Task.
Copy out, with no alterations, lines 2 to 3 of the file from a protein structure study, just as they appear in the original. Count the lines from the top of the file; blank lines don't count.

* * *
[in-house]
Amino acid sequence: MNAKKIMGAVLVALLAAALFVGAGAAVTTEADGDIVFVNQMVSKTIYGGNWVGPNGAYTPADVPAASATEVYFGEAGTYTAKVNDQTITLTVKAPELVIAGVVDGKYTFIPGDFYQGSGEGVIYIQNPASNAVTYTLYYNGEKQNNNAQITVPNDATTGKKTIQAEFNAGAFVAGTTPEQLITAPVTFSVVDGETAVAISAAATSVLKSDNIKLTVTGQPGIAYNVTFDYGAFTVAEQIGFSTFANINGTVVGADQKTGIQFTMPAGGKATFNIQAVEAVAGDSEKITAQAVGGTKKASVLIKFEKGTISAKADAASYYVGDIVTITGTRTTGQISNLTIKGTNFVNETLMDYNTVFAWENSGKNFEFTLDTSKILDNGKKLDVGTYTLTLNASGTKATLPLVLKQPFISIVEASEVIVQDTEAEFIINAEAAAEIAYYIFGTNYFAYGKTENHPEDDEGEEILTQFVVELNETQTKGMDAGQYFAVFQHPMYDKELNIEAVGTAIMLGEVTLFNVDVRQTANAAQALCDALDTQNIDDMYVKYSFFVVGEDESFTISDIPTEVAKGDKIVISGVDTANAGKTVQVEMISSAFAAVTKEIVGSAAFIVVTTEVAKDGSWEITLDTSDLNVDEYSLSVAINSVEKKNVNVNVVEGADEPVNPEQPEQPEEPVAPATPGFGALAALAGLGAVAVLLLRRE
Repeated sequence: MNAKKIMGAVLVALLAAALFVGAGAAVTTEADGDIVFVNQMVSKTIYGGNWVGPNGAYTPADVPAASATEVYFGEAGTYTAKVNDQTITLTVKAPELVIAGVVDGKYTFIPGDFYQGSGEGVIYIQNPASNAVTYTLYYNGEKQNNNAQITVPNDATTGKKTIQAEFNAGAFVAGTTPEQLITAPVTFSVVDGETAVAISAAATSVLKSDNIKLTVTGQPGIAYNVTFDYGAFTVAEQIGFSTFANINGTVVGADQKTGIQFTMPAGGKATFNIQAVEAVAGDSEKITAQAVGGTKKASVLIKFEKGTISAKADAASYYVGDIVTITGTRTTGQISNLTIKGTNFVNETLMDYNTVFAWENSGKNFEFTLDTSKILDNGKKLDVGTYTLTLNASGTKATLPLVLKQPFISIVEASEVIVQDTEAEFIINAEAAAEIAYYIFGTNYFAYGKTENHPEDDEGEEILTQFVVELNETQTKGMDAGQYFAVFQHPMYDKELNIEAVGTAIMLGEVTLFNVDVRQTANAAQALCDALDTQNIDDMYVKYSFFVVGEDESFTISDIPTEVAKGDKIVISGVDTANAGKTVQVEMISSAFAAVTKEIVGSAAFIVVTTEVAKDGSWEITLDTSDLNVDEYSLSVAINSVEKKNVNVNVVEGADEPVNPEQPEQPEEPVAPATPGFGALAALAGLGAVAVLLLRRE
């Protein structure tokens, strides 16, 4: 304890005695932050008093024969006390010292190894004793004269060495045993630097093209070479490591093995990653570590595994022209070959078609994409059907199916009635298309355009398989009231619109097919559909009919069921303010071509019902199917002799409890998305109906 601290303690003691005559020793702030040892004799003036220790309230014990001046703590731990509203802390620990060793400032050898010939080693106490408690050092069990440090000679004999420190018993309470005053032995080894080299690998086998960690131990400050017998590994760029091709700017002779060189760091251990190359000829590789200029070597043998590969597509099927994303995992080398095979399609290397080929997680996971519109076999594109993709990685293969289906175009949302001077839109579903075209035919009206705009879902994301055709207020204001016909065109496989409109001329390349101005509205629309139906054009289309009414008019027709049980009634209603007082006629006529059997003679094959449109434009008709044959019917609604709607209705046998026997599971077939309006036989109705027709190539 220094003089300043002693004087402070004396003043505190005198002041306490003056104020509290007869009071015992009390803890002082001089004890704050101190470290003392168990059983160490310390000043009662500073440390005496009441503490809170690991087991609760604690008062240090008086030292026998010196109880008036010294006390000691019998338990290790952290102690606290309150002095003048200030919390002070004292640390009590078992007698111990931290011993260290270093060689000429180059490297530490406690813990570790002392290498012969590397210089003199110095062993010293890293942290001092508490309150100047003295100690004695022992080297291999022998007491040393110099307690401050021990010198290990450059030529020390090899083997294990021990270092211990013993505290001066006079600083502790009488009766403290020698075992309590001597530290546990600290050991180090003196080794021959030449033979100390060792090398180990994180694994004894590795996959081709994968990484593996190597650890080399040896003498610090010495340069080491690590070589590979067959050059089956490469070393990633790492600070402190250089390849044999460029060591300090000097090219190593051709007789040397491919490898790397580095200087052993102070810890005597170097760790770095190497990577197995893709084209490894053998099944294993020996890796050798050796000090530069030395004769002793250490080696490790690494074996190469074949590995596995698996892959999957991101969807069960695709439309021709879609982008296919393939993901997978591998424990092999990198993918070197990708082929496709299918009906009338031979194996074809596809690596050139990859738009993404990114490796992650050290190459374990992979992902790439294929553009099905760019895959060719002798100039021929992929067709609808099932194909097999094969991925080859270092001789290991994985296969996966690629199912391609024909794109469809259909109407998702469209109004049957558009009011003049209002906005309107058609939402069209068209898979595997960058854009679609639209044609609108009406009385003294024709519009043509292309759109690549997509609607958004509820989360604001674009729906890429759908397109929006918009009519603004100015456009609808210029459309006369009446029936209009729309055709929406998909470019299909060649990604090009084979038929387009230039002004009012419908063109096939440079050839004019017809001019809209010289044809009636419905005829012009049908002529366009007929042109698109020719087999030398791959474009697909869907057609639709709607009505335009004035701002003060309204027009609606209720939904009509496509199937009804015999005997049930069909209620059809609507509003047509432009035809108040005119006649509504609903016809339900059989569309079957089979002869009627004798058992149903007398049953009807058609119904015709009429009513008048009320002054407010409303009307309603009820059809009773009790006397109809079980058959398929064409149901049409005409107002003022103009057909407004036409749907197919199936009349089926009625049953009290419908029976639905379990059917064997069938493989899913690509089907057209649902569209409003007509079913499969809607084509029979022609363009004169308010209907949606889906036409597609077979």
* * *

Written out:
Amino acid sequence: MNAKKIMGAVLVALLAAALFVGAGAAVTTEADGDIVFVNQMVSKTIYGGNWVGPNGAYTPADVPAASATEVYFGEAGTYTAKVNDQTITLTVKAPELVIAGVVDGKYTFIPGDFYQGSGEGVIYIQNPASNAVTYTLYYNGEKQNNNAQITVPNDATTGKKTIQAEFNAGAFVAGTTPEQLITAPVTFSVVDGETAVAISAAATSVLKSDNIKLTVTGQPGIAYNVTFDYGAFTVAEQIGFSTFANINGTVVGADQKTGIQFTMPAGGKATFNIQAVEAVAGDSEKITAQAVGGTKKASVLIKFEKGTISAKADAASYYVGDIVTITGTRTTGQISNLTIKGTNFVNETLMDYNTVFAWENSGKNFEFTLDTSKILDNGKKLDVGTYTLTLNASGTKATLPLVLKQPFISIVEASEVIVQDTEAEFIINAEAAAEIAYYIFGTNYFAYGKTENHPEDDEGEEILTQFVVELNETQTKGMDAGQYFAVFQHPMYDKELNIEAVGTAIMLGEVTLFNVDVRQTANAAQALCDALDTQNIDDMYVKYSFFVVGEDESFTISDIPTEVAKGDKIVISGVDTANAGKTVQVEMISSAFAAVTKEIVGSAAFIVVTTEVAKDGSWEITLDTSDLNVDEYSLSVAINSVEKKNVNVNVVEGADEPVNPEQPEQPEEPVAPATPGFGALAALAGLGAVAVLLLRRE
Repeated sequence: MNAKKIMGAVLVALLAAALFVGAGAAVTTEADGDIVFVNQMVSKTIYGGNWVGPNGAYTPADVPAASATEVYFGEAGTYTAKVNDQTITLTVKAPELVIAGVVDGKYTFIPGDFYQGSGEGVIYIQNPASNAVTYTLYYNGEKQNNNAQITVPNDATTGKKTIQAEFNAGAFVAGTTPEQLITAPVTFSVVDGETAVAISAAATSVLKSDNIKLTVTGQPGIAYNVTFDYGAFTVAEQIGFSTFANINGTVVGADQKTGIQFTMPAGGKATFNIQAVEAVAGDSEKITAQAVGGTKKASVLIKFEKGTISAKADAASYYVGDIVTITGTRTTGQISNLTIKGTNFVNETLMDYNTVFAWENSGKNFEFTLDTSKILDNGKKLDVGTYTLTLNASGTKATLPLVLKQPFISIVEASEVIVQDTEAEFIINAEAAAEIAYYIFGTNYFAYGKTENHPEDDEGEEILTQFVVELNETQTKGMDAGQYFAVFQHPMYDKELNIEAVGTAIMLGEVTLFNVDVRQTANAAQALCDALDTQNIDDMYVKYSFFVVGEDESFTISDIPTEVAKGDKIVISGVDTANAGKTVQVEMISSAFAAVTKEIVGSAAFIVVTTEVAKDGSWEITLDTSDLNVDEYSLSVAINSVEKKNVNVNVVEGADEPVNPEQPEQPEEPVAPATPGFGALAALAGLGAVAVLLLRRE